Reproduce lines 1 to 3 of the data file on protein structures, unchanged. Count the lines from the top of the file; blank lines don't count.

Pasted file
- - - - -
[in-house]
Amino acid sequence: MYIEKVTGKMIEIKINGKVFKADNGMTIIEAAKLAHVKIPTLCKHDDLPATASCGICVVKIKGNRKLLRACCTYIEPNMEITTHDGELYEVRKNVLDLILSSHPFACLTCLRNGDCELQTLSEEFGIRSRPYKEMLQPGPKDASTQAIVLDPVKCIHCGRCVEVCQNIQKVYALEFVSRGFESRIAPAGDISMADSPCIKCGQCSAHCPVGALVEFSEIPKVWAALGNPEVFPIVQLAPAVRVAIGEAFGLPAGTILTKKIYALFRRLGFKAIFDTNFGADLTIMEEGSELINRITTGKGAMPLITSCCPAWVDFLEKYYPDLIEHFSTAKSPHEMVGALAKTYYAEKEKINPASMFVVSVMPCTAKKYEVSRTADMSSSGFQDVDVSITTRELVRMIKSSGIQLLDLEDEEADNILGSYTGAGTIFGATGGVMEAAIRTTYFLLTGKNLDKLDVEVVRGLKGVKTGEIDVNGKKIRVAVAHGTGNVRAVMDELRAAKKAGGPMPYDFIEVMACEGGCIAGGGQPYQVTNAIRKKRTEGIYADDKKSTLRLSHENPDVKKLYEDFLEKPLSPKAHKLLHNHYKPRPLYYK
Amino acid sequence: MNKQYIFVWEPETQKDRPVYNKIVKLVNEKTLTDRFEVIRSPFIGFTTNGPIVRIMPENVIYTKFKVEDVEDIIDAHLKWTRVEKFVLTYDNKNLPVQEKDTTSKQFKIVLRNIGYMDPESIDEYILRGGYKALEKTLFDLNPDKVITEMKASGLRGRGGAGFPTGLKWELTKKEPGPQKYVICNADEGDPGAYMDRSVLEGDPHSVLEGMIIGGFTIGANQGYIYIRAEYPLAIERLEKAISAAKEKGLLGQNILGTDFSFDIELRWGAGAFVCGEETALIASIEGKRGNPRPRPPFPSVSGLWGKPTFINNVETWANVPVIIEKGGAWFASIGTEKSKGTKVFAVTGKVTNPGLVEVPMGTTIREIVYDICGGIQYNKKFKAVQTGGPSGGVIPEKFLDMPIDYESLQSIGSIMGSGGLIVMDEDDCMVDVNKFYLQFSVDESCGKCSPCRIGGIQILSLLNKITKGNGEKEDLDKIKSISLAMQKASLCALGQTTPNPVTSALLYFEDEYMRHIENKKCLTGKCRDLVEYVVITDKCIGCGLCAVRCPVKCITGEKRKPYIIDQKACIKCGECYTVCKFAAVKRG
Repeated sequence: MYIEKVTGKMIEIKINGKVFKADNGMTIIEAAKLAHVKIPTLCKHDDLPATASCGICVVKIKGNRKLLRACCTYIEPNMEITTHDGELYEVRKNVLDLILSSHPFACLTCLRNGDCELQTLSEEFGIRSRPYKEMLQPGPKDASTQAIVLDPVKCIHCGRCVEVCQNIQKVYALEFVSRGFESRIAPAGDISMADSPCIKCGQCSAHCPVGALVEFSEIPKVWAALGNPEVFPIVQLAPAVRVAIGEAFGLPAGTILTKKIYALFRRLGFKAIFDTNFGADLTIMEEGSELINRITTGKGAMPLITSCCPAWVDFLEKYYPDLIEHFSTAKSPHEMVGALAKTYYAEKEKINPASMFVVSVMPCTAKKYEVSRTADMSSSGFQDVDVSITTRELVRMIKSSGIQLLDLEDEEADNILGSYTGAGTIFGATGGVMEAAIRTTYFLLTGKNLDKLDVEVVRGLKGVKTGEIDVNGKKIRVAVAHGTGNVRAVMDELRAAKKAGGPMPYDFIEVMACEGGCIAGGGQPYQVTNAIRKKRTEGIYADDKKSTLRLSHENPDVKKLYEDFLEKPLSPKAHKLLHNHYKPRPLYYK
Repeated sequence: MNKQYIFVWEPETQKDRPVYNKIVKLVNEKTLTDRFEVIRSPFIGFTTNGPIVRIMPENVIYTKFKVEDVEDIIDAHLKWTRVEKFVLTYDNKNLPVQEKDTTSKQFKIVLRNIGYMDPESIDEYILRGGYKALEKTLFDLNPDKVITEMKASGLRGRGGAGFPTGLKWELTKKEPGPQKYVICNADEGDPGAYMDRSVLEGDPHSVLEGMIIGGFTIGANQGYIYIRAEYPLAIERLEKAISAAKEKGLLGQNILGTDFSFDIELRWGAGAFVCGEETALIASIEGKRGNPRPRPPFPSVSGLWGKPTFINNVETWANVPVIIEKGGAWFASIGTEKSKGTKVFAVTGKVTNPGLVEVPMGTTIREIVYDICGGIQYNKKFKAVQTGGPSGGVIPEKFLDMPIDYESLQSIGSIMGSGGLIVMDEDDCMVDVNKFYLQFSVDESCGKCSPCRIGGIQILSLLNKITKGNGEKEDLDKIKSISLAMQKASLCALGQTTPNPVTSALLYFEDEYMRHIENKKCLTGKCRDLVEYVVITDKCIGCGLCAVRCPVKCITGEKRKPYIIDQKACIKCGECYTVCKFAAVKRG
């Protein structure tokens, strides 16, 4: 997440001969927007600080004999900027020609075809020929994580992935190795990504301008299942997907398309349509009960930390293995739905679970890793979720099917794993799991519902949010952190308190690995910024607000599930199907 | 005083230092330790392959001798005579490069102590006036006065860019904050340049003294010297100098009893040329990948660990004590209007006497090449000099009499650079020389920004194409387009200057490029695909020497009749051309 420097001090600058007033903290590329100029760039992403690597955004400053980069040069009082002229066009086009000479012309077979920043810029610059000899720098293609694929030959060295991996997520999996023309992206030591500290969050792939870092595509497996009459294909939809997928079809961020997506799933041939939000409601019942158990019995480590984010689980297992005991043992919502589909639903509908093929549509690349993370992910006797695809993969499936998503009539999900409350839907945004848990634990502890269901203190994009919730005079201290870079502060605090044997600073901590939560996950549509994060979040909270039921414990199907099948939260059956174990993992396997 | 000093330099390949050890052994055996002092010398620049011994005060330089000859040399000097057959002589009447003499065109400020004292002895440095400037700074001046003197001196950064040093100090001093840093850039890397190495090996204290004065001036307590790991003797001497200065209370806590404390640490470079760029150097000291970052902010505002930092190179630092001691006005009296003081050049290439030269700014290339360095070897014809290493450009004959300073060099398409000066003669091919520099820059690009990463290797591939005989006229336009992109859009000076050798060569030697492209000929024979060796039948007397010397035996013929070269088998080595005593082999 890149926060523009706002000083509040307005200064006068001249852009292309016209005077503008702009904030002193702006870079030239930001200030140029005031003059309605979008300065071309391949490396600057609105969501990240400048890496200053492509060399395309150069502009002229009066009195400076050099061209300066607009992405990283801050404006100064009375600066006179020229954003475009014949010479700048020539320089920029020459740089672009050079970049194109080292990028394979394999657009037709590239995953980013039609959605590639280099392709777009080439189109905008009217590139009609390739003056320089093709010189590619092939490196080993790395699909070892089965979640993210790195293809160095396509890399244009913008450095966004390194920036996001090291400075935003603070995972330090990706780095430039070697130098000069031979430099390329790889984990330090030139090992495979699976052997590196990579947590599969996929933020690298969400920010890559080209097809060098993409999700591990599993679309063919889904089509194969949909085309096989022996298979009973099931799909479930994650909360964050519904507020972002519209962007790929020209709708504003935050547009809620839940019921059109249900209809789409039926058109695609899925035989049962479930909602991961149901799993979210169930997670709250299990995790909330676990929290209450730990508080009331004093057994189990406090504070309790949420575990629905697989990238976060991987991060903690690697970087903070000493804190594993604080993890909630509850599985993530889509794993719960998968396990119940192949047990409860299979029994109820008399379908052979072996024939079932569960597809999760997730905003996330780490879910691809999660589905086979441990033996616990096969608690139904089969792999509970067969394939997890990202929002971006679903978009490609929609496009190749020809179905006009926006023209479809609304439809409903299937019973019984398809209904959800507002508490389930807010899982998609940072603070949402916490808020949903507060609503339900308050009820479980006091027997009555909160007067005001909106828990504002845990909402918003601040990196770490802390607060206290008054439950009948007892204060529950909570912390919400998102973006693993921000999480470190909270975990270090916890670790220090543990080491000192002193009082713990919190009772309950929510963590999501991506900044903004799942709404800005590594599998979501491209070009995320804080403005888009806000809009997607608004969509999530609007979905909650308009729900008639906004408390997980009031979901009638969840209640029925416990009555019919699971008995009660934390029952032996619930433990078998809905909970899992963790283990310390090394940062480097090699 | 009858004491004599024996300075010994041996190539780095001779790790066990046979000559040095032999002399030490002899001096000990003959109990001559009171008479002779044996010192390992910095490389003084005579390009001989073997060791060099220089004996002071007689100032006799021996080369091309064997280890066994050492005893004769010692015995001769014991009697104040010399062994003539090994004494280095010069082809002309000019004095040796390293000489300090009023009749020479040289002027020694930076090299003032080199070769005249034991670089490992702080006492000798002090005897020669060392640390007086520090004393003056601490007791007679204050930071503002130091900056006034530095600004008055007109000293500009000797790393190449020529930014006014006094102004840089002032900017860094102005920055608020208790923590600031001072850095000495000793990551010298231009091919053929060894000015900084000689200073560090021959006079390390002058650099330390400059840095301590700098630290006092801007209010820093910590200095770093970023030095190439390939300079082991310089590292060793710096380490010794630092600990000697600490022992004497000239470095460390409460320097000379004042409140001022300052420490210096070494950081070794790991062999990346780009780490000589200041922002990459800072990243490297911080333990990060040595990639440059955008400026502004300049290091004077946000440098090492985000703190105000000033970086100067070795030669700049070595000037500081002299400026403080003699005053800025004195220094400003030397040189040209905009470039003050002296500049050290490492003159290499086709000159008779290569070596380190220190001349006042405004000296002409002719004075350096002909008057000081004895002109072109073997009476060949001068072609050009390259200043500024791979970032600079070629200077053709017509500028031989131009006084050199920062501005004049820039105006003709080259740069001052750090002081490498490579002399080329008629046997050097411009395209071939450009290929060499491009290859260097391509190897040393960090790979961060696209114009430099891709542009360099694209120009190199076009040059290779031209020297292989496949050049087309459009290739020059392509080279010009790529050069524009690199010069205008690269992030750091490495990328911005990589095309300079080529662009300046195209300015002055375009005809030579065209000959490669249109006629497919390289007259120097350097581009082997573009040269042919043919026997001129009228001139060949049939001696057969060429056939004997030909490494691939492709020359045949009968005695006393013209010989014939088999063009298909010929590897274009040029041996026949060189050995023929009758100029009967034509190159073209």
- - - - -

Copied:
[in-house]
Amino acid sequence: MYIEKVTGKMIEIKINGKVFKADNGMTIIEAAKLAHVKIPTLCKHDDLPATASCGICVVKIKGNRKLLRACCTYIEPNMEITTHDGELYEVRKNVLDLILSSHPFACLTCLRNGDCELQTLSEEFGIRSRPYKEMLQPGPKDASTQAIVLDPVKCIHCGRCVEVCQNIQKVYALEFVSRGFESRIAPAGDISMADSPCIKCGQCSAHCPVGALVEFSEIPKVWAALGNPEVFPIVQLAPAVRVAIGEAFGLPAGTILTKKIYALFRRLGFKAIFDTNFGADLTIMEEGSELINRITTGKGAMPLITSCCPAWVDFLEKYYPDLIEHFSTAKSPHEMVGALAKTYYAEKEKINPASMFVVSVMPCTAKKYEVSRTADMSSSGFQDVDVSITTRELVRMIKSSGIQLLDLEDEEADNILGSYTGAGTIFGATGGVMEAAIRTTYFLLTGKNLDKLDVEVVRGLKGVKTGEIDVNGKKIRVAVAHGTGNVRAVMDELRAAKKAGGPMPYDFIEVMACEGGCIAGGGQPYQVTNAIRKKRTEGIYADDKKSTLRLSHENPDVKKLYEDFLEKPLSPKAHKLLHNHYKPRPLYYK
Amino acid sequence: MNKQYIFVWEPETQKDRPVYNKIVKLVNEKTLTDRFEVIRSPFIGFTTNGPIVRIMPENVIYTKFKVEDVEDIIDAHLKWTRVEKFVLTYDNKNLPVQEKDTTSKQFKIVLRNIGYMDPESIDEYILRGGYKALEKTLFDLNPDKVITEMKASGLRGRGGAGFPTGLKWELTKKEPGPQKYVICNADEGDPGAYMDRSVLEGDPHSVLEGMIIGGFTIGANQGYIYIRAEYPLAIERLEKAISAAKEKGLLGQNILGTDFSFDIELRWGAGAFVCGEETALIASIEGKRGNPRPRPPFPSVSGLWGKPTFINNVETWANVPVIIEKGGAWFASIGTEKSKGTKVFAVTGKVTNPGLVEVPMGTTIREIVYDICGGIQYNKKFKAVQTGGPSGGVIPEKFLDMPIDYESLQSIGSIMGSGGLIVMDEDDCMVDVNKFYLQFSVDESCGKCSPCRIGGIQILSLLNKITKGNGEKEDLDKIKSISLAMQKASLCALGQTTPNPVTSALLYFEDEYMRHIENKKCLTGKCRDLVEYVVITDKCIGCGLCAVRCPVKCITGEKRKPYIIDQKACIKCGECYTVCKFAAVKRG